Calling a vet to investigate disease protects our markets
The WA Livestock Disease Outlook provides information about recent livestock disease cases in Western Australia and diseases likely to occur in the next month. Calling a vet to investigate diseases when they occur provides surveillance evidence to our markets that we are free of reportable and trade-sensitive diseases.
Recent livestock disease cases in WA
Abortions associated with bovine anaemia due to Theileria orientalis group (BATOG) in cows in the Great Southern
- In a mob of 12 Murray Grey cows between three and seven years old, five aborted full-term foetuses. No other clinical signs in the cows were reported.
- The local DPIRD field vet conducted an investigation and post-mortem on one aborted foetus. A full range of fresh and fixed tissues from the aborted foetus as well as blood samples and vaginal swabs from the affected cows were submitted for laboratory testing.
- Histopathology of the foetus was suggestive of foetal distress, with foetal atelectasis, and squames and meconium in the lung. The packed cell volume (PCV) was low in all of the cows tested, indicative of anaemia. Blood film examination revealed marked regenerative anaemia and organisms consistent with Theileria in all samples (see Image 1). Molecular testing was positive for T. orientalis Ikeda in all animals tested.
- Other infectious causes of abortion, including bovine pestivirus, vibriosis, leptospirosis and infectious bovine rhinotracheitis, as well as the reportable diseases bovine brucellosis, anaplasmosis, and babesiosis were ruled out in the investigation.
- Testing was subsidised as the results will contribute to demonstrating WA’s ongoing freedom from these trade-sensitive diseases.
- Read more about BATOG and the BATOG surveillance program in WA.
Significant Disease Investigation program funds investigation into sudden death in Merino sheep in the Great Southern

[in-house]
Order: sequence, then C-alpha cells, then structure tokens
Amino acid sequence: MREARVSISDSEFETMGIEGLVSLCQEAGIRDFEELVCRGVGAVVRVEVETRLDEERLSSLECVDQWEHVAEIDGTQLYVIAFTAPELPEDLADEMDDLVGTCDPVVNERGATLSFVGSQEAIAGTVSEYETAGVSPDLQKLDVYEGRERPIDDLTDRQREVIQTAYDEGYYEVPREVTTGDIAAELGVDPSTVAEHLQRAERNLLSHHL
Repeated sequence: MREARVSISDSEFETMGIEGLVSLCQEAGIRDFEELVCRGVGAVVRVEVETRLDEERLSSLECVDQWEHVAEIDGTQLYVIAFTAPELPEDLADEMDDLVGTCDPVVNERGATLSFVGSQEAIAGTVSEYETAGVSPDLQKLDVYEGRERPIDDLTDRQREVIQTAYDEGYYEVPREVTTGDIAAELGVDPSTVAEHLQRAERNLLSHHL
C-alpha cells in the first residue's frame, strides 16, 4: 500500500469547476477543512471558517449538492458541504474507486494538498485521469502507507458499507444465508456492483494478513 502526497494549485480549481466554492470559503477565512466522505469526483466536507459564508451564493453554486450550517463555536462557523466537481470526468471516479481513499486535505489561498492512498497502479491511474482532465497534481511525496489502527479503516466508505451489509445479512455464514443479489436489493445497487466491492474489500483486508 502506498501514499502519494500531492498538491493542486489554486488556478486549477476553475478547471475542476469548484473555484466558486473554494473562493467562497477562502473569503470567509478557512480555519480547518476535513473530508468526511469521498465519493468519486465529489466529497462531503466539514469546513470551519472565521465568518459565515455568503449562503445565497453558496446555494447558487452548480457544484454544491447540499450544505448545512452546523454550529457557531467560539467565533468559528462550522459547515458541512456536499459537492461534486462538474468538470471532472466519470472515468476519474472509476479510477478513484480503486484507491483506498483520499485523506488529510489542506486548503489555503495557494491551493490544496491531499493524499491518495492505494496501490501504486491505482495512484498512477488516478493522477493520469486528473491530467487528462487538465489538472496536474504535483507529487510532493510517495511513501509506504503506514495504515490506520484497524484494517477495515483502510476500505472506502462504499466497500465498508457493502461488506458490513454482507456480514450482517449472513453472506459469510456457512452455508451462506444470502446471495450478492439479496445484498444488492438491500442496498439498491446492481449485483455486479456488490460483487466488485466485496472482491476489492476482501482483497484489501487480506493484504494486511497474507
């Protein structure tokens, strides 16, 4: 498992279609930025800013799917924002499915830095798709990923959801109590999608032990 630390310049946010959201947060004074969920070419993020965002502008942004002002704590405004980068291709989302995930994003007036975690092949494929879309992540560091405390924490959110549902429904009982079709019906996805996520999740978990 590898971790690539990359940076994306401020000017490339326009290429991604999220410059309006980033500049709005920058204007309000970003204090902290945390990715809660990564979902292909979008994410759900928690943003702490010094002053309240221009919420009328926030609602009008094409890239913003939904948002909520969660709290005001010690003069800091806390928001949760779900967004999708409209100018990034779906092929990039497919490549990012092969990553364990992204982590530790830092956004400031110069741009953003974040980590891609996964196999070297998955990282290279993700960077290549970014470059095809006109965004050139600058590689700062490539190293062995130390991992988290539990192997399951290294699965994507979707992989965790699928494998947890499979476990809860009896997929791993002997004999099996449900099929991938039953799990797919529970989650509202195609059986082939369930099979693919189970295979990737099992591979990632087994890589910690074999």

- In a mob of 220 one-year-old, mixed-sex Merinos, 25 were found dead. Some sheep were down and convulsing before death. The sheep had been drenched one week prior.
- A private vet conducted an on-farm investigation and post-mortem, which was funded under the Significant Disease Investigation (SDI) program.
- Bloods, urine and a range of fresh and fixed tissues were submitted for laboratory testing, with provisional diagnoses of lead toxicity, listeriosis or a plant toxicity.
- Lead testing on the liver and kidney were below the level of detection, and bacterial culture, including specific Listeria cultures, was negative. A fluoroacetate assay on rumen contents was positive, supporting a diagnosis of fluoroacetate toxicosis.
- Plants in the Gastrolobium genus containing fluoroacetate (e.g. common box, heartleaf and narrow leaf poison bush) are likely to have highly toxic leaves at this time of year. Poisoning typically occurs when hungry stock gain access to bush or a new area containing the plants, and spring pasture dies and becomes less palatable.
- Subsidies under the SDI program are available for investigation of approved significant disease incidents in livestock and wildlife. See the SDI webpage for more information.
Lumpy skin disease ruled out in cattle in South-West
- Three 18-month-old Charolais cows from a mob of 300 had large wart-like skin lesions on the body (see Image 2). No other clinical signs were reported.
- Fresh and fixed tissue biopsies were submitted to DPIRD, with histopathology confirming fibropapillomas, and ruling out the reportable, lumpy skin disease.
- In cattle, fibropapillomas of the skin are due to infection with bovine papillomavirus 1, 2 or 5. In this case, the location of the lesion and morphology were consistent with BPV-2 infection, which is usually self-limiting and lesions regress within 12 months.
- Lumpy skin disease is a highly infectious disease of cattle caused by a poxvirus that is exotic to Australia. It is mostly transmitted by biting insects. Clinical signs include multiple, raised skin lesions, fever, salivation and nasal discharge.
- Lumpy skin disease is a priority disease due to its increasing international distribution and the major impact it would have on cattle productivity if it entered Australia.